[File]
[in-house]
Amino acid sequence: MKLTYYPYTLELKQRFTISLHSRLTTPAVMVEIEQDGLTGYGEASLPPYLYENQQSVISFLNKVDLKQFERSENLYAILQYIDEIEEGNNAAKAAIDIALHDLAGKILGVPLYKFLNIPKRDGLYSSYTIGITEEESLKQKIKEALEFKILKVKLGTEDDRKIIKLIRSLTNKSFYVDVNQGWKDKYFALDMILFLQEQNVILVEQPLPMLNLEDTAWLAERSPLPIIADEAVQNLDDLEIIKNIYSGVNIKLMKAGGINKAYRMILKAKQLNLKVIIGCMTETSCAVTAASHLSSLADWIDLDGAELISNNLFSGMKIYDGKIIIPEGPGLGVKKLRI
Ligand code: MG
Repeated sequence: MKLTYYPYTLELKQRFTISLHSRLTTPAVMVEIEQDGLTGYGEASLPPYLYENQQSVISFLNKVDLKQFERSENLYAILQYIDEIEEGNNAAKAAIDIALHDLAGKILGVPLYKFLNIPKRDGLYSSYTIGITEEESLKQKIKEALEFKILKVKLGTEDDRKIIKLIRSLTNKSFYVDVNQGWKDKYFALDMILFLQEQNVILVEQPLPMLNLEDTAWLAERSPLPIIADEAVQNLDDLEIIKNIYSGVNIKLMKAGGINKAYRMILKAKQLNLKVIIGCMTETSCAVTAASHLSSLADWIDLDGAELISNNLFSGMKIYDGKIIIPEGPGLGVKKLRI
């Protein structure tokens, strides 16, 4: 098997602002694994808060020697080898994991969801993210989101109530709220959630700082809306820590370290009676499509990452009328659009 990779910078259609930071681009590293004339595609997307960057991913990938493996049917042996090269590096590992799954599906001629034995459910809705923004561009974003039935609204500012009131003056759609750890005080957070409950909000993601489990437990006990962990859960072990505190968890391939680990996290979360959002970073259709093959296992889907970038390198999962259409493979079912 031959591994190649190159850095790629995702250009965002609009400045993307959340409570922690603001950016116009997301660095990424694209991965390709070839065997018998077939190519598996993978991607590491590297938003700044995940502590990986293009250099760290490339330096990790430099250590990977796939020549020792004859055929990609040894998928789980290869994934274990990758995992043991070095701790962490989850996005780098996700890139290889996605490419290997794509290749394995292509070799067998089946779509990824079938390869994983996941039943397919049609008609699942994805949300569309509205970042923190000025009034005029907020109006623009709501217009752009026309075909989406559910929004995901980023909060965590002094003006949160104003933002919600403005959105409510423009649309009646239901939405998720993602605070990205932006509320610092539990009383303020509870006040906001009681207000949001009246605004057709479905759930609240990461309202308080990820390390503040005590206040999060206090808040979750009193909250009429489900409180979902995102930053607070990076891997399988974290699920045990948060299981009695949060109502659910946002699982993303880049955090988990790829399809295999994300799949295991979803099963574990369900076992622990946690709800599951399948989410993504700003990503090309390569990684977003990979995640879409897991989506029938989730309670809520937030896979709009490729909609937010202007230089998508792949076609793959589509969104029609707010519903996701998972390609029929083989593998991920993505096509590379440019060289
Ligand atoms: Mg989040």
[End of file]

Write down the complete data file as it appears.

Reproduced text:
[in-house]
Amino acid sequence: MKLTYYPYTLELKQRFTISLHSRLTTPAVMVEIEQDGLTGYGEASLPPYLYENQQSVISFLNKVDLKQFERSENLYAILQYIDEIEEGNNAAKAAIDIALHDLAGKILGVPLYKFLNIPKRDGLYSSYTIGITEEESLKQKIKEALEFKILKVKLGTEDDRKIIKLIRSLTNKSFYVDVNQGWKDKYFALDMILFLQEQNVILVEQPLPMLNLEDTAWLAERSPLPIIADEAVQNLDDLEIIKNIYSGVNIKLMKAGGINKAYRMILKAKQLNLKVIIGCMTETSCAVTAASHLSSLADWIDLDGAELISNNLFSGMKIYDGKIIIPEGPGLGVKKLRI
Ligand code: MG
Repeated sequence: MKLTYYPYTLELKQRFTISLHSRLTTPAVMVEIEQDGLTGYGEASLPPYLYENQQSVISFLNKVDLKQFERSENLYAILQYIDEIEEGNNAAKAAIDIALHDLAGKILGVPLYKFLNIPKRDGLYSSYTIGITEEESLKQKIKEALEFKILKVKLGTEDDRKIIKLIRSLTNKSFYVDVNQGWKDKYFALDMILFLQEQNVILVEQPLPMLNLEDTAWLAERSPLPIIADEAVQNLDDLEIIKNIYSGVNIKLMKAGGINKAYRMILKAKQLNLKVIIGCMTETSCAVTAASHLSSLADWIDLDGAELISNNLFSGMKIYDGKIIIPEGPGLGVKKLRI
């Protein structure tokens, strides 16, 4: 098997602002694994808060020697080898994991969801993210989101109530709220959630700082809306820590370290009676499509990452009328659009 990779910078259609930071681009590293004339595609997307960057991913990938493996049917042996090269590096590992799954599906001629034995459910809705923004561009974003039935609204500012009131003056759609750890005080957070409950909000993601489990437990006990962990859960072990505190968890391939680990996290979360959002970073259709093959296992889907970038390198999962259409493979079912 031959591994190649190159850095790629995702250009965002609009400045993307959340409570922690603001950016116009997301660095990424694209991965390709070839065997018998077939190519598996993978991607590491590297938003700044995940502590990986293009250099760290490339330096990790430099250590990977796939020549020792004859055929990609040894998928789980290869994934274990990758995992043991070095701790962490989850996005780098996700890139290889996605490419290997794509290749394995292509070799067998089946779509990824079938390869994983996941039943397919049609008609699942994805949300569309509205970042923190000025009034005029907020109006623009709501217009752009026309075909989406559910929004995901980023909060965590002094003006949160104003933002919600403005959105409510423009649309009646239901939405998720993602605070990205932006509320610092539990009383303020509870006040906001009681207000949001009246605004057709479905759930609240990461309202308080990820390390503040005590206040999060206090808040979750009193909250009429489900409180979902995102930053607070990076891997399988974290699920045990948060299981009695949060109502659910946002699982993303880049955090988990790829399809295999994300799949295991979803099963574990369900076992622990946690709800599951399948989410993504700003990503090309390569990684977003990979995640879409897991989506029938989730309670809520937030896979709009490729909609937010202007230089998508792949076609793959589509969104029609707010519903996701998972390609029929083989593998991920993505096509590379440019060289
Ligand atoms: Mg989040």